Transborder Migration: Licit and Illicit
by Marcus Noland, Peterson Institute for International Economics
Op-ed in the Institute for International Economic Studies Newsletter Kudan Square No. 28
Considerable attention is paid to international trade in goods, but research shows that the gains from the liberalization of cross-border movement in labor would be far larger. Today 180 million people, or about 3 percent of global population, live outside their country of birth. Still, this is a lower percentage than was observed 100 years ago. Legal migration raises important economic and ethical issues; these include the rights of individuals to seek betterment for themselves and their families set against the social externalities in both the sending and receiving countries that such movements may entail. Undocumented migration and human trafficking, while smaller in quantitative terms, raise distinct problems and concerns, as do asylum seekers and refugees.
Movement from poorer to richer countries accounts for the largest share of documented cross-border migration, 37 percent. Mexico, with more than 10 million emigrants, is the single largest "sender" country, and the United States, with nearly 35 million immigrants, the largest "receiver." There is no reason to believe that pressures for trans-border movement will ease in the near future: To put it in some historical perspective, in 1870 wages in the United States were 2.5 times as large as in Ireland; today the US wage is seven times greater than that in Mexico. With income differentials continuing to widen between rich and poor countries, the cost of transportation falling, and some high income areas such as Western Europe and Northeast Asia facing the challenge of increasingly aged populations, the incentives to migrate are unlikely to abate and may well increase. Indeed, evidence suggests that trans-border migration of skilled workers has accelerated in recent years.
Migration creates both costs and benefits, and how to handle the pressure for cross-border movements of people is a source of growing political controversy. Recent polling data indicate that the public in most countries, both developed and developing, favor increasing restrictions on immigration. Yet to the extent that this phenomenon is regulated, it is generally at the national level—there are no comprehensive global rules or institutions governing the movement of people. Most policies are adopted unilaterally or bilaterally, with power distributed asymmetrically between the typically rich receiving countries and the poor sending countries.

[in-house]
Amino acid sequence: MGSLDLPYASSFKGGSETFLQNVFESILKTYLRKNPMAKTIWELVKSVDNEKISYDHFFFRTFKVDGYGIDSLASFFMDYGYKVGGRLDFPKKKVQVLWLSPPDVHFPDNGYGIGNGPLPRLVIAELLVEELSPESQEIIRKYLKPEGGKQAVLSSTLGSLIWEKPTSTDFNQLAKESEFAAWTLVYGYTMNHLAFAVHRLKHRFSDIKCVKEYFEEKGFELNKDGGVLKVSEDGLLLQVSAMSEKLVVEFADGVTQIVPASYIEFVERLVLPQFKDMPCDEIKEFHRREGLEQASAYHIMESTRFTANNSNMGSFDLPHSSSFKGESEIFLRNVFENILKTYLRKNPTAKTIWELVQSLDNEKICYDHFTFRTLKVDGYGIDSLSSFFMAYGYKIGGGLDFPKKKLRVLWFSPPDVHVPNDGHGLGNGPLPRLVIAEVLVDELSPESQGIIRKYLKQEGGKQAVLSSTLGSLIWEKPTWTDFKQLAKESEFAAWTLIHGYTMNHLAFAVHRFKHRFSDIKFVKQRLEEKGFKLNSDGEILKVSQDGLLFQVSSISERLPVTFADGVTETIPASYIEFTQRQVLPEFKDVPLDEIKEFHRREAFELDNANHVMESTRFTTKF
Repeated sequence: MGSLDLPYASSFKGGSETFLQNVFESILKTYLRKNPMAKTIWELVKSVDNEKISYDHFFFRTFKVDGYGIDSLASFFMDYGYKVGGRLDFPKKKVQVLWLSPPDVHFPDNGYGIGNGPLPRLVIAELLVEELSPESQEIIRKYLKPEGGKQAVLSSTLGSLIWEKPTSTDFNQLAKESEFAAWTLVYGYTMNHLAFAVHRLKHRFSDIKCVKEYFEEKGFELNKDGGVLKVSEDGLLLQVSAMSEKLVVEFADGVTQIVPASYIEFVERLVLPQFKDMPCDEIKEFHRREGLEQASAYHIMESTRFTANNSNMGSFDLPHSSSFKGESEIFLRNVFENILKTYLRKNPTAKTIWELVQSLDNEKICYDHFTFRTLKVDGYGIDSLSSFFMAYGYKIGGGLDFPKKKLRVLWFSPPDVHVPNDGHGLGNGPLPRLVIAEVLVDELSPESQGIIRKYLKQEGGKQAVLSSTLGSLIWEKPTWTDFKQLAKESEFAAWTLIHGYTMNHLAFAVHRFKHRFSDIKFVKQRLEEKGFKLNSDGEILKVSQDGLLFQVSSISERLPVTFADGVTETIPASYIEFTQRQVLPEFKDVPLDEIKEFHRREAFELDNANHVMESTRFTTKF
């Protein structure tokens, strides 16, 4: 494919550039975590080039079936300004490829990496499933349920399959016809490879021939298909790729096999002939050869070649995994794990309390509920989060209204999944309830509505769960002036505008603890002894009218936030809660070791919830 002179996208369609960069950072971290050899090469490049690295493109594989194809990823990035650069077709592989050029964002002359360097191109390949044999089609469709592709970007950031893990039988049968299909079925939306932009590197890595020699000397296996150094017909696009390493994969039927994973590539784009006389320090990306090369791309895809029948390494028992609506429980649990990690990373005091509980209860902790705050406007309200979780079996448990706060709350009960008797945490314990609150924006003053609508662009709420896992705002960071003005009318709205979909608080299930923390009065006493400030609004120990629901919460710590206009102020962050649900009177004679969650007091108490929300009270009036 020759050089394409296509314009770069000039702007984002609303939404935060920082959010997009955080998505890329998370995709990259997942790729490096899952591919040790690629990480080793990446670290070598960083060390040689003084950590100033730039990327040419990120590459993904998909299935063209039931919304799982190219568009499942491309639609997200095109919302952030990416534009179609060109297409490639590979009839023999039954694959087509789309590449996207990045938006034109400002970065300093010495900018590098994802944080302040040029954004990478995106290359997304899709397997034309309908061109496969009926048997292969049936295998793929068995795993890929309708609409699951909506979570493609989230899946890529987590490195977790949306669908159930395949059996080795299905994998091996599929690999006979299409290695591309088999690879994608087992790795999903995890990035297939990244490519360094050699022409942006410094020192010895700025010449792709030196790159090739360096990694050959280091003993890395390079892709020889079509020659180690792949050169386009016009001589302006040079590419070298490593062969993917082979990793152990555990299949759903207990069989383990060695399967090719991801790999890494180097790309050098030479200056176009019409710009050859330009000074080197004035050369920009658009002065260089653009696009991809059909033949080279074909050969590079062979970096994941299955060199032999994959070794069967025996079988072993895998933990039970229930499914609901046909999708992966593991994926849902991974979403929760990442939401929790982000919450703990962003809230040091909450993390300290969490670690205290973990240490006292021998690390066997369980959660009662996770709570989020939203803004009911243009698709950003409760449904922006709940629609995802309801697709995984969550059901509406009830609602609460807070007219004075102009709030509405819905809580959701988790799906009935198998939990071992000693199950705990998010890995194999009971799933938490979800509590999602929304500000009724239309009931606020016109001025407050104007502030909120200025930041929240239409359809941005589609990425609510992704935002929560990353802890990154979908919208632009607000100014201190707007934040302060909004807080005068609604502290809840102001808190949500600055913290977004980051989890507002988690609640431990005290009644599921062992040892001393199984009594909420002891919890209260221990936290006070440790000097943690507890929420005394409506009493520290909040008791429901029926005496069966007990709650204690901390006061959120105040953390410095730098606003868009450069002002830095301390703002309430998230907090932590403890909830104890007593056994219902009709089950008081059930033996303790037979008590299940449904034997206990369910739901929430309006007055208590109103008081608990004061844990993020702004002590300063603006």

Even at the existing national and subnational level, the appropriate role of public policy is controversial, as evidenced by the ongoing grappling over immigration reform in the United States. But the issues are broader than just the ones highlighted in the US debate; for example where policies of receiving jurisdictions actively subsidize or encourage the outward migration by skilled workers from sending countries. This "brain drain" is primarily a concern for developing countries, though in recent years concern has been expressed in some continental European countries about similar outward migration. The United Kingdom is the single largest exporter of skilled migrants (1.4 million) but the Philippines, India, and Mexico are not far behind at 1.1 million, 1.0 million, and 0.9 million, respectively. Haiti, where 84 percent of its citizens with tertiary educations have left the country, is an extreme case, but other countries such as Ghana, Mozambique, Kenya, Laos, and Uganda lose more than one-third of their university graduates to emigration, temporarily if not permanently.
Traditional neoclassical economic analysis of migration suggests that it helps comparable workers in the sending country (whose wages rise as rivals emigrate) and hurts comparable workers in the receiving country, who face new competition. It also helps employers in the receiving country who hire the new immigrants (by allowing them to pay lower wages than they otherwise would have to pay natives), and hurts employers in the sending country (who face rising labor costs as the work force shrinks due to emigration).
This simple neoclassical analysis surely contains fundamental truths about the nature of trans-border population movements, but it is not the whole story. If certain occupations or professions are complementary to each other, then the influx of migrants in one profession may actually increase the incomes received for the other. (As an illustration, if an influx of nurses drives down healthcare costs, overall demand for healthcare services may increase, benefiting physicians and administrators.)